Staying focused is the key to success on career choices, accomplishments to be reached, buying groceries at a supermarket, scuba diving on your vacation, etc. but, why are you doing it in the first place?
What I mean is, well, why do you want to be a lawyer, or become a great snowboarder or a professional scuba diving instructor,
It’s never easy to buy only what is on the grocery list at the super market, or keeping track of time and air levels under the water as you’re watching beautiful oceanic manta rays at 20m below.
When it comes to professional scuba diving, it’s easy for those in the dive industry to want to work their way up the corporate ladder.
However, for recreational divers, it’s not something most people think about until later.
Set goals for yourself and yes, there are many. But, what’s a realistic goal worth setting that a recreational scuba diver can aim for?
In the beginning, for most, it’s the small goals that make big differences. Improving air tank consumption, buoyancy, aquatic knowledge, diving techniques, etc. are the usual goals first set by new scuba divers.
And they are important goals to have as they will help one to become a good diver.
Air consumption alone, increases dive time and who does not want more of that?
Buoyancy is key to being in control and with better air consumption, as you learn to use your lungs, puts you in even more control when you no longer have to rely on your BCD.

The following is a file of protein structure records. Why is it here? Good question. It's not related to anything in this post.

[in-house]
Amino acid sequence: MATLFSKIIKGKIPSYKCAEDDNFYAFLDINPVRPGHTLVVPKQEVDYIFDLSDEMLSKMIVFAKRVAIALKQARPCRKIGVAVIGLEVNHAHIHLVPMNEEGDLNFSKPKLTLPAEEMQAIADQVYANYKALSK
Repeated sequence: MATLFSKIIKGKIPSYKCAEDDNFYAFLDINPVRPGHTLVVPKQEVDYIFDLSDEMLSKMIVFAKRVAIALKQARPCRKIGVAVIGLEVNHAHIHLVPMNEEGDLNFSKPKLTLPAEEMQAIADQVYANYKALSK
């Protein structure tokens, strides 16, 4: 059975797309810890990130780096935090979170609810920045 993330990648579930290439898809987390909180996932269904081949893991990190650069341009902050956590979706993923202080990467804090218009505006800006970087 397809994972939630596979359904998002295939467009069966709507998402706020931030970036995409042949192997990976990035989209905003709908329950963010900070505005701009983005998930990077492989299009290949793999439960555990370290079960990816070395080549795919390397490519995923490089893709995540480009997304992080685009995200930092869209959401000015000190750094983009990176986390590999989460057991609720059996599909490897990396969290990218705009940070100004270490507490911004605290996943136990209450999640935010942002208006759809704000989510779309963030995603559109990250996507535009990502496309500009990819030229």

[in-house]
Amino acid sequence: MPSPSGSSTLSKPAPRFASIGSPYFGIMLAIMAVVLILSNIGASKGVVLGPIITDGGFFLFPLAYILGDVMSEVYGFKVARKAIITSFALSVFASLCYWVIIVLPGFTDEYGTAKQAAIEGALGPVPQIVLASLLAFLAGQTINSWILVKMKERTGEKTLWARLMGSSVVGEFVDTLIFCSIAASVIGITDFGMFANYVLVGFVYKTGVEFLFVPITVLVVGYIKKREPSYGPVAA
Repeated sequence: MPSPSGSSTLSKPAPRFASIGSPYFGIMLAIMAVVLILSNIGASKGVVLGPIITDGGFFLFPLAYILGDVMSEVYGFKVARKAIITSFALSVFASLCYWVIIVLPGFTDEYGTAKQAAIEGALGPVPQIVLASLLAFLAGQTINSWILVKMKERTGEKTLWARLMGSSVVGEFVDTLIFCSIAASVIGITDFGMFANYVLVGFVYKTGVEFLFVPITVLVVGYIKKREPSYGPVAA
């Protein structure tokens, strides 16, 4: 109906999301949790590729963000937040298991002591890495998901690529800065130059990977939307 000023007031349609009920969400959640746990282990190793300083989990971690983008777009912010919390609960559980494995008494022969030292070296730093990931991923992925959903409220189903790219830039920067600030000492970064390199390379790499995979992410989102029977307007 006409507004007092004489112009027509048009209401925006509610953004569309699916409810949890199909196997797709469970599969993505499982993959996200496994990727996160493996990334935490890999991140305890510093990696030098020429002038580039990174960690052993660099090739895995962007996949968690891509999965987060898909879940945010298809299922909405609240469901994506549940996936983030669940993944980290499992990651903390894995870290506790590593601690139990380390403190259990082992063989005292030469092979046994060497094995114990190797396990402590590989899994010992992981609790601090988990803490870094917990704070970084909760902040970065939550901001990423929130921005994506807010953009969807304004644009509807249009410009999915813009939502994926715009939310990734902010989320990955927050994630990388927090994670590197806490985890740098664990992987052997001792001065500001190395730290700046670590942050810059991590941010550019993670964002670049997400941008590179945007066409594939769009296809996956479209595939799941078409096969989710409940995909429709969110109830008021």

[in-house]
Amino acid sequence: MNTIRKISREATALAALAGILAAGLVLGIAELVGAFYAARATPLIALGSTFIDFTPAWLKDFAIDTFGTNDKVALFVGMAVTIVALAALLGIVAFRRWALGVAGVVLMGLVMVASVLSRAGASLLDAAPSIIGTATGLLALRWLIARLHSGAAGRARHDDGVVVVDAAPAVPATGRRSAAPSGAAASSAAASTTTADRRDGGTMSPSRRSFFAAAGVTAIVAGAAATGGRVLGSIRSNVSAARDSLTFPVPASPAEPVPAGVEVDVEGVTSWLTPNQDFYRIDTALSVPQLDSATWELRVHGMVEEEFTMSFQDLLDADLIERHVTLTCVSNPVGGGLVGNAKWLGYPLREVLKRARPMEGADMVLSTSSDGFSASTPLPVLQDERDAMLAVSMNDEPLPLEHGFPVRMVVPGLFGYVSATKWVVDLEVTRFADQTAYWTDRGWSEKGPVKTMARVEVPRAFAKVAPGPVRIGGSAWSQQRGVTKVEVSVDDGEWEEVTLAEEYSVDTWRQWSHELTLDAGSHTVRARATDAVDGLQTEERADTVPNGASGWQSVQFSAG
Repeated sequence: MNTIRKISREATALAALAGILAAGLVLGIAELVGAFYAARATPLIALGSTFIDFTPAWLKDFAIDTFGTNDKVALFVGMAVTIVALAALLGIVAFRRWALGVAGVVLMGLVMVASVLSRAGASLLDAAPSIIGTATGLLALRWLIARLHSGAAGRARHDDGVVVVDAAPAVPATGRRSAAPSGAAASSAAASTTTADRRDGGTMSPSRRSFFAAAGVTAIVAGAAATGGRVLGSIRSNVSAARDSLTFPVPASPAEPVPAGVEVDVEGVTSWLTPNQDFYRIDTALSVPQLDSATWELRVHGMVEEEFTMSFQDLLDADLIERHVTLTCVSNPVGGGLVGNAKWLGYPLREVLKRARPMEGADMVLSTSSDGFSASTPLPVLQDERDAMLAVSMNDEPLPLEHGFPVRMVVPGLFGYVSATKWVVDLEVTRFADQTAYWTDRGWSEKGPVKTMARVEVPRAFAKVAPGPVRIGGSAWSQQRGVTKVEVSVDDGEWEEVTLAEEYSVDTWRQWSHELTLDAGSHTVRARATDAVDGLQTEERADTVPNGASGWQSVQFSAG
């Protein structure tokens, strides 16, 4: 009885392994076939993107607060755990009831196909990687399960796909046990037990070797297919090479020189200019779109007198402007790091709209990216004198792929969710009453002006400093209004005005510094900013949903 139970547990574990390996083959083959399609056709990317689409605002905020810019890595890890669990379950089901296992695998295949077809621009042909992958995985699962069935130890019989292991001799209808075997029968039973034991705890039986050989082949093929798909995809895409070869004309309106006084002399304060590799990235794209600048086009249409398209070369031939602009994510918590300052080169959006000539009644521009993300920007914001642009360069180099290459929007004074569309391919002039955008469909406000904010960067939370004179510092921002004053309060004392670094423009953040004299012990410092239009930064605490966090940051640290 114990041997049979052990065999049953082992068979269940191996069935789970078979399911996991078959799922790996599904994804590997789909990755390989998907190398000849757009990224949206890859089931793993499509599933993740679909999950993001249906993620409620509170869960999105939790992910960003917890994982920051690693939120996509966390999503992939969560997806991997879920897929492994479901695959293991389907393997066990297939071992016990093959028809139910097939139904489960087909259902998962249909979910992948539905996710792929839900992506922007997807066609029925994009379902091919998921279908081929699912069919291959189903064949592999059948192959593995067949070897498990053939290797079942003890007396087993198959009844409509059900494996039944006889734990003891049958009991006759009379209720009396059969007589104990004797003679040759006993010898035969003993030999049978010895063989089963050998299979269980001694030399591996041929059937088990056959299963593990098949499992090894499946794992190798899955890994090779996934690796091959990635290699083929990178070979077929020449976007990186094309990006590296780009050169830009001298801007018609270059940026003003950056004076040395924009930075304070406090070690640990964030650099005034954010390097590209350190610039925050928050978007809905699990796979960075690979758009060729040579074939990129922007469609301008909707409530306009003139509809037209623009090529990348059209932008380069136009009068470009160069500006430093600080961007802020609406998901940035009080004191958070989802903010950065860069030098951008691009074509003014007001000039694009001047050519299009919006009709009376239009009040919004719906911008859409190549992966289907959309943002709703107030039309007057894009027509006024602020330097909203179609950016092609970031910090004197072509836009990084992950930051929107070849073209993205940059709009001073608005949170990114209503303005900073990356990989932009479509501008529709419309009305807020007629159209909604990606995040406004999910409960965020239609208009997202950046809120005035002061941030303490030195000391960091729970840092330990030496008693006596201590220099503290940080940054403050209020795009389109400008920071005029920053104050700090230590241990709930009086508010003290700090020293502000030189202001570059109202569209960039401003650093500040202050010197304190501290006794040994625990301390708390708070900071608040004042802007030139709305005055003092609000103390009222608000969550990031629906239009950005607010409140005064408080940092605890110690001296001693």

Aquatic life and knowledge of the Great Barrier Reef and the world’s oceans as to how it all works, builds confidence as a scuba diver and the more you have, the better you’ll be for it.
Diving techniques, such as small tricks of the trade that they don’t always teach you in the beginning, come from experiences diving and scuba diving all over again and again.
Next scuba diving goal for me at least, was to go deeper! And to do that, I had to be a certified diver. So the advance open water course was the first step, followed by the deep diver speciality.
But then my problem was not being able to stay down longer at deeper depths due to the oxygen level in my tank.
To increase that, I had to do my enriched air course to dive with high percentages of oxygen as to have increased bottom time while I enjoy watching beauties such as oceanic manta rays at 20m below.
Those were my goals and each one helped me to be the diver I am today which just so happens to be a full time dive instructor travelling the world and living my dream life.
My goals got bigger and bigger and eventually lead me to a career in the dive industry, but that was only after hundreds and hundreds of recreational dives in tropical places such as the Great Barrier Reef while dreaming of a change in careers.
Goals are set for a reason. As to what that reason is, well it’s up to the individual or the group.
But goals help us to stay focused and when we lose focus, the goal may not be reached. On every scuba dive, I have a goal to see a blue whale.
But because our group may find a beautiful sea turtle sleeping inside a cave, the blue whale might swim pass us as we were looking at the reef and not into the blue.
However, I don’t give up that goal. I still, to this day, dive in search of seeing that blue whale.
Like I said, the goals you set will become bigger and bigger but the bigger they are, the harder they become.
Even if it is something as big as seeing a blue whale, it motivates us to do more.
Speaking of whales did you know you can swim with whales on the Great Barrier Reef or go on whale watching tours?
Enough of me now... what are YOUR diving goals?
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Bye for now!
PS: I have published quite a few blogs now for Barrier Reef Australia, read them all here.